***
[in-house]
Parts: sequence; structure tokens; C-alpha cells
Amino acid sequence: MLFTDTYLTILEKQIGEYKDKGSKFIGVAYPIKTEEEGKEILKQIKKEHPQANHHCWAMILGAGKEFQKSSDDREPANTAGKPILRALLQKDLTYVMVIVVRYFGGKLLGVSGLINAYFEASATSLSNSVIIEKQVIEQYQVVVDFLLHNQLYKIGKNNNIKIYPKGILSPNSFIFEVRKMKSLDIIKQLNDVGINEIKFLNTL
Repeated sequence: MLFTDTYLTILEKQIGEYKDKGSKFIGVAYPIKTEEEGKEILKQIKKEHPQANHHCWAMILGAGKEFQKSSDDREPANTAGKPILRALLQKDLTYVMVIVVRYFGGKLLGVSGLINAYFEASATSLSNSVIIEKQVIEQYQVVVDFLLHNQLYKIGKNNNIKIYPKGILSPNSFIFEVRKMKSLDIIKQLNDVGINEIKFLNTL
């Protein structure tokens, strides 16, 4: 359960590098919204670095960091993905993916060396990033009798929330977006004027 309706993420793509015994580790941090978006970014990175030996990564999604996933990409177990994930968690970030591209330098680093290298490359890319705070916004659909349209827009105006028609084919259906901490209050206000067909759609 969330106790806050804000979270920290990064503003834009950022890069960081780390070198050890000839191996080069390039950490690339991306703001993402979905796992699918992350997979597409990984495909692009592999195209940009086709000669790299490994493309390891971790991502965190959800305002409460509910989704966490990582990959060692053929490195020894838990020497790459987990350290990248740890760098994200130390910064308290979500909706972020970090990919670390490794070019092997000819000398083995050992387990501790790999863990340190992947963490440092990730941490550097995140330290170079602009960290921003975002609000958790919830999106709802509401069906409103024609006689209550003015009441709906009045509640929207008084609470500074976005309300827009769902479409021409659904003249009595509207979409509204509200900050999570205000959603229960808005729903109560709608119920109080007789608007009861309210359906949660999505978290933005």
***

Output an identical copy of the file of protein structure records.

[in-house]
Parts: sequence; structure tokens; C-alpha cells
Amino acid sequence: MLFTDTYLTILEKQIGEYKDKGSKFIGVAYPIKTEEEGKEILKQIKKEHPQANHHCWAMILGAGKEFQKSSDDREPANTAGKPILRALLQKDLTYVMVIVVRYFGGKLLGVSGLINAYFEASATSLSNSVIIEKQVIEQYQVVVDFLLHNQLYKIGKNNNIKIYPKGILSPNSFIFEVRKMKSLDIIKQLNDVGINEIKFLNTL
Repeated sequence: MLFTDTYLTILEKQIGEYKDKGSKFIGVAYPIKTEEEGKEILKQIKKEHPQANHHCWAMILGAGKEFQKSSDDREPANTAGKPILRALLQKDLTYVMVIVVRYFGGKLLGVSGLINAYFEASATSLSNSVIIEKQVIEQYQVVVDFLLHNQLYKIGKNNNIKIYPKGILSPNSFIFEVRKMKSLDIIKQLNDVGINEIKFLNTL
């Protein structure tokens, strides 16, 4: 359960590098919204670095960091993905993916060396990033009798929330977006004027 309706993420793509015994580790941090978006970014990175030996990564999604996933990409177990994930968690970030591209330098680093290298490359890319705070916004659909349209827009105006028609084919259906901490209050206000067909759609 969330106790806050804000979270920290990064503003834009950022890069960081780390070198050890000839191996080069390039950490690339991306703001993402979905796992699918992350997979597409990984495909692009592999195209940009086709000669790299490994493309390891971790991502965190959800305002409460509910989704966490990582990959060692053929490195020894838990020497790459987990350290990248740890760098994200130390910064308290979500909706972020970090990919670390490794070019092997000819000398083995050992387990501790790999863990340190992947963490440092990730941490550097995140330290170079602009960290921003975002609000958790919830999106709802509401069906409103024609006689209550003015009441709906009045509640929207008084609470500074976005309300827009769902479409021409659904003249009595509207979409509204509200900050999570205000959603229960808005729903109560709608119920109080007789608007009861309210359906949660999505978290933005």